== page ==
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  1. #1
    Join Date
    Aug 2006
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    Canada
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    292

    Hosting a Domain on 2 Hosts

    Is it possible to host a domain on 2 hosts? So if one goes offline the other one works.
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  2. #2
    Hi Mastdesi

    You sure can.

    You need two machines, one primary, the other is your backup. The backup mirrors the data on your primary server. Rsync will do. Then implement Linux HA (High Availability).

    You can even put up a third machine to run as your Linux Virtual Server if you wish to load balance the httpd transactions between both your servers (making both your primary and secondary at the same time).

    The project site is at linux-ha dot org.

    You just need both (or 3) machines to be in the same network segment so one can just take over the IP addresses of the other without IP related complications.

    Hope this helps.
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  3. #3
    Join Date
    Aug 2006
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    For that I need 2 dedicated servers? Because I have only 1 dedicated server and I'll get a shared account.
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  4. #4
    Quote Originally Posted by Mastdesi View Post
    For that I need 2 dedicated servers? Because I have only 1 dedicated server and I'll get a shared account.
    Yes, I'm afraid you may need both to be dedicated machines. You need greater degree of control on both machines for it to work properly.

    How Linux-HA works is that you need both machines to have exactly the same data, configuration, and services, etc. They have to be identical.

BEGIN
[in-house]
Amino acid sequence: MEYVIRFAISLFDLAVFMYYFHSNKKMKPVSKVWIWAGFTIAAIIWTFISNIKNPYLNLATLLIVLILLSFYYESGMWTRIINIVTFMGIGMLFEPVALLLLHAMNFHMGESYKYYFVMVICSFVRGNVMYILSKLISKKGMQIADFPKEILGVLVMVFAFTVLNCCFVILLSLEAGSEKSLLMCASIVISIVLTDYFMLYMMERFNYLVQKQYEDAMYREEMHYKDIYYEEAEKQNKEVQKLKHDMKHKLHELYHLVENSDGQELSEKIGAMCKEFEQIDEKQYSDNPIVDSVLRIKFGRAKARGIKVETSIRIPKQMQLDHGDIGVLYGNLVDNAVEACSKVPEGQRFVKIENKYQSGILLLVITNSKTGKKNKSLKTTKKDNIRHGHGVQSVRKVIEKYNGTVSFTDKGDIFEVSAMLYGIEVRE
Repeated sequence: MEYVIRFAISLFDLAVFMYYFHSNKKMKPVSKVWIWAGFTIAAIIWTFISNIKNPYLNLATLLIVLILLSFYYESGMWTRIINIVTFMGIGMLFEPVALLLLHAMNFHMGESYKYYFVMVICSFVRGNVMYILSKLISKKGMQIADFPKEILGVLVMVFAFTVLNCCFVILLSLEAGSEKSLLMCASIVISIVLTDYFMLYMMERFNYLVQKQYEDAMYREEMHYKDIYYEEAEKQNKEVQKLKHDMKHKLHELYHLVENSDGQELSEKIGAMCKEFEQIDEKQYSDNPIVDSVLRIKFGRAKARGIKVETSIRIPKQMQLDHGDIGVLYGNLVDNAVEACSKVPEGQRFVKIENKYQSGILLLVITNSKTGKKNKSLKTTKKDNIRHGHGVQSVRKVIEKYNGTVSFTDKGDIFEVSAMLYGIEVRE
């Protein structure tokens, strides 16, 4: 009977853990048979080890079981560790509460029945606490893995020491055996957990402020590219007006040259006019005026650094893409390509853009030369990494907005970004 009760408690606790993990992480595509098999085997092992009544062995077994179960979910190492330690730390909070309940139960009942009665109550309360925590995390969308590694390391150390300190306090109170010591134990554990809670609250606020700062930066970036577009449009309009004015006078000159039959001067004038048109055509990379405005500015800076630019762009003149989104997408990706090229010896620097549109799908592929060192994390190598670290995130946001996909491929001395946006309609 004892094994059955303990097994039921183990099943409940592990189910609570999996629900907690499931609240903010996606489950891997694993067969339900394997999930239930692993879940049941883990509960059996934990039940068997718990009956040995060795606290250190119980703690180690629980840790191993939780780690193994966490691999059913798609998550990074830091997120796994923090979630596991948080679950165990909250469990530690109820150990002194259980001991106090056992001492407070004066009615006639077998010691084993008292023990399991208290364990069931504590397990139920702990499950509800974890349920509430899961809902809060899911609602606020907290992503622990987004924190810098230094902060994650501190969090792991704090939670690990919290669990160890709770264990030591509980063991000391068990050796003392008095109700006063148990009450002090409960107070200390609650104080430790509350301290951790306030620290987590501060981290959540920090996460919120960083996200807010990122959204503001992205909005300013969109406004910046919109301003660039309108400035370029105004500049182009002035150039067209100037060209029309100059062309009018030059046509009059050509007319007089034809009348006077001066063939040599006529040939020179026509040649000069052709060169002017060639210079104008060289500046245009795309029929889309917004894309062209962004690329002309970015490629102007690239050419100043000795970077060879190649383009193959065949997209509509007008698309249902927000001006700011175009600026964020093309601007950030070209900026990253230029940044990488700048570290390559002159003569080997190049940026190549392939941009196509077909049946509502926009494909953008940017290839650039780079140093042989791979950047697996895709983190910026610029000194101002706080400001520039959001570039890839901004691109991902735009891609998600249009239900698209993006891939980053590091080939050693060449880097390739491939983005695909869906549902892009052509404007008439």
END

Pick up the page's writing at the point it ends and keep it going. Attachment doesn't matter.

Then both machines monitors each other using heartbeat. (listening for keep alive data sent by the other machine informing it that it is up and running).

    When the other machine doesn't hear any heartbeat from the other, it takes over the other machine's IP address.

    The outside world will not notice that the IP address was taken over by the backup machine. Consequently, the already established connection to the dead machine will be lost as a result.

    Hope this helps.
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  5. #5
    The cheaper alternative is to just find a web-host that offers HA if there's any out there, otherwise, you can get those dedicated servers, then sell hosting services as well.

    If you do this (even if others are not), you will be selling a hosting service that is HA. At least your primary consideration for doing so is to make your own domain highly available (personal choice), so the web-host service is just a consequence (be it viable as a business or not).

    Cheers.
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  6. #6
    Join Date
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    If theres a hosting company with offer HA with shared, will it work fine with my dedicated and that shared?

    What do you mean by "you need both machines to have exactly the same data, configuration, and services, etc"? You mean their cpu, hdd, ram and stuff too?
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  7. #7
    If theres a hosting company with offer HA with shared, will it work fine with my dedicated and that shared?